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August 4
1992 - Pardee House (ex-Good Templars Lodge) moved to Heritage Junction/Hart Park [story]
Pardee House


The Los Angeles County Department of Public Health on Thursday confirmed 41 new deaths and 2,628 new cases of COVID-19, as Henry Mayo Newhall Hospital reported its 18th COVID-related death to date, bringing SCV’s total to 46.

To date, Public Health has identified 185,872 positive cases of COVID-19 across all areas of L.A. County, and a total of 4,552 deaths. Ninety-two percent of people who died from COVID-19 had underlying health conditions.

Testing results are available for over 1,733,000 individuals with 10% of all people testing positive.

Angelenos in Action
Public Health also announced Thursday Angelenos in Action, a text-based survey to monitor COVID-19 symptoms across L.A. County aimed at capturing potential spikes and trends in real-time to assist Public Health workers appropriately allocate resources to affected communities.

Adults (18 years and older) living in Los Angeles County, who have access to a cell phone, and can send and receive text messages, can volunteer for the survey.

They can enroll by visiting the Public Health website or by text @PROTECT to 35134. Currently the survey is available in English and Spanish.

The survey is confidential, consists of five questions, should take less than a minute to complete, and helps Public Health understand the spread of COVID-19 and how to better support community residents.

California Thursday Snapshot
Statewide, the California Department of Public Health on Thursday confirmed a total of 485,502, with 8,909 deaths from the disease. There are 6,753 confirmed hospitalizations and 2,029 ICU hospitalizations in California.

The 7-day average number of new cases is 8,555 per day. The 7-day average from the week prior was 9,920. Numbers may not represent true day-over-day change as reporting of test results can be delayed.

Note on Hospitalization Numbers:
Since July 23, hospitalization numbers reflect a change in reporting requirements that were implemented last week by the U.S. Department of Health and Human Services. The change resulted in historical data from eight non-reporting facilities not being part of recent updates, resulting in lower numbers. This data will be added back in as soon as it is available.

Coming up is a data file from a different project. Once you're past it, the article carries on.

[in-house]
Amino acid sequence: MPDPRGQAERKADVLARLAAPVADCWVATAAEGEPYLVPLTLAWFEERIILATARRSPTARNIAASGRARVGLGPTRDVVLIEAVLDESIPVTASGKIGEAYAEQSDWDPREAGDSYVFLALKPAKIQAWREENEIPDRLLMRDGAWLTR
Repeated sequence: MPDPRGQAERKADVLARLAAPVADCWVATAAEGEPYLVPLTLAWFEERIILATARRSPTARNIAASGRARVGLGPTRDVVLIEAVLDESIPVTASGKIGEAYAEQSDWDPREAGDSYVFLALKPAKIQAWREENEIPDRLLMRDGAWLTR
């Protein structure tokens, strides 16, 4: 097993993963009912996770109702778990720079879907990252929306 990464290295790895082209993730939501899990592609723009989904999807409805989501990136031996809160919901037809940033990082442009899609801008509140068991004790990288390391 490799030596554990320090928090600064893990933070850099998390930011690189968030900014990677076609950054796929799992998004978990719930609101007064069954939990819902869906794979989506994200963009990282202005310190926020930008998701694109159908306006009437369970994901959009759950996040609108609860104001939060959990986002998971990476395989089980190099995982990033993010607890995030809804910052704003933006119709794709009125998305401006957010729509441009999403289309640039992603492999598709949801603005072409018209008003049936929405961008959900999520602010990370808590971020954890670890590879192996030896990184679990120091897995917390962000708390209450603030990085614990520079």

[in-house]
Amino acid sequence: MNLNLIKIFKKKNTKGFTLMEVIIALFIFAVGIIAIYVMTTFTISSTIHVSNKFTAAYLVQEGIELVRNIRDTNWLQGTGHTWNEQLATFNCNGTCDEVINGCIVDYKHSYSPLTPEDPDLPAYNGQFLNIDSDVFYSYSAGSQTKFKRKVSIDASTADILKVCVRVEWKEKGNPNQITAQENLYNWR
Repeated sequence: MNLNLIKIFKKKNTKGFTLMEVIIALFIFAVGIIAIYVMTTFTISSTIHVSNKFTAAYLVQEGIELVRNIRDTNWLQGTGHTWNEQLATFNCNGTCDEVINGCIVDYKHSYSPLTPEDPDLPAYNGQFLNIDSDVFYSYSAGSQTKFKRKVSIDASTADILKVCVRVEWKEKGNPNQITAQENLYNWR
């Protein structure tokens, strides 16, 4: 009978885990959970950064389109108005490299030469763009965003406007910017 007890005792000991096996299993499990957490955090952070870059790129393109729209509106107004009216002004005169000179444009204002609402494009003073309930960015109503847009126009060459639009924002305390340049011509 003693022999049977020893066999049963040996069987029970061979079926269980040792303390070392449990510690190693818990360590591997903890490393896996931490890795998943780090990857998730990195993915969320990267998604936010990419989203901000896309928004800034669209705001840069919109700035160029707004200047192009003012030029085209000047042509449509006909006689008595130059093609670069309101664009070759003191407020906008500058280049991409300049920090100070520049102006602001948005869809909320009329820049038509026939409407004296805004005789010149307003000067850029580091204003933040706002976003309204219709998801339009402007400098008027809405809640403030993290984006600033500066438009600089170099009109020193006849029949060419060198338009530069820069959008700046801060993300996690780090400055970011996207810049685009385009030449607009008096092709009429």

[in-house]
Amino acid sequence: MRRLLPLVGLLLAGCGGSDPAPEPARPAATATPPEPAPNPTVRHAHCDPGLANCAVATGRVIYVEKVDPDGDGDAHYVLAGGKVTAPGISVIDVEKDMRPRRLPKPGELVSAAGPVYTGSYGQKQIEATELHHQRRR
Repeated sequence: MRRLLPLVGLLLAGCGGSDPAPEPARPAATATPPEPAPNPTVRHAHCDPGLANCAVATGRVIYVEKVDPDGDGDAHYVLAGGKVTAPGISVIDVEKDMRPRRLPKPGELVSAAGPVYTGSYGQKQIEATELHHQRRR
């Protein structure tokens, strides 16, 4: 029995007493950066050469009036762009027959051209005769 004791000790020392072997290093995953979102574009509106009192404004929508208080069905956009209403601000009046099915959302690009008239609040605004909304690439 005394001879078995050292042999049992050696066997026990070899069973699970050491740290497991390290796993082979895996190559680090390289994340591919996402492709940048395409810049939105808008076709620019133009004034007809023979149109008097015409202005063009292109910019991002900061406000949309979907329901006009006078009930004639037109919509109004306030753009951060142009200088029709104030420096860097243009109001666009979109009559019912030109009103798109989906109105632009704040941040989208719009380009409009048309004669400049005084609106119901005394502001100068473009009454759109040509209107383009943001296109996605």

A total of 37 counties are required to close indoor operations for certain sectors based on the July 13 order to slow community transmission.

Health Care Worker Infection Rates
As of July 29, local health departments have reported 22,905 confirmed positive cases in health care workers and 124 deaths statewide.

Santa Clarita Valley Thursday Update
As of 5:53 p.m. Thursday, the L.A. County Public Health COVID-19 data dashboard reports the fourth Castaic resident to have died from COVID-19, bringing the total to 46 SCV residents who have died of the virus since the pandemic began. Of the 46 people, 35 resided in the city of Santa Clarita, 2 in Acton, 4 in Castaic, 2 in Stevenson Ranch, 1 in unincorporated Bouquet Canyon, 1 in Val Verde and 1 in unincorporated Valencia.

Of the 4,337 cases reported to Public Health for the SCV to date, the community breakdown is as follows:

City of Santa Clarita: 2,122

Castaic: 1,857 (includes Pitchess Detention Center and North County Correctional Facility*)

Stevenson Ranch: 111

Canyon Country (unincorporated portion): 79

Acton: 42

Val Verde: 44

Valencia (unincorporated portion west of I-5): 34

Agua Dulce: 19

Saugus (unincorporated portion): 13

Elizabeth Lake: 5

Newhall (Unincorporated portion): 5

Sand Canyon: 3

Bouquet Canyon: 1

Lake Hughes: 1

Saugus/Canyon Country: 1

*Note: The county is unable to break out separate numbers for Castaic and PDC/NCCF because the county uses geotagging software that cannot be changed at this time, according to officials. Click here for the LASD COVID-19 dashboard.

Henry Mayo Thursday Update
Henry Mayo Newhall Hospital reported its 18th COVID-related death on Thursday, July 30, according to Patrick Moody, hospital spokesman.

The hospital is now releasing statistics on a weekly basis unless there is a drastic change in the number of cases or a death has been confirmed.

As of Thursday, July 30, of the 5,317 people tested at Henry Mayo to date, 657 tested positive, 5,808 were negative, 176 were pending, 25 patients were hospitalized in a dedicated unit receiving ICU-level care, a total of 180 COVID-19 patients have been discharged so far, and the number of deceased at the hospital stands at 18, Moody said.

Discrepancies in the testing numbers are due to some patients being tested multiple times. “Often a single patient is tested more than once,” he said.

L.A. County COVID-19L.A. County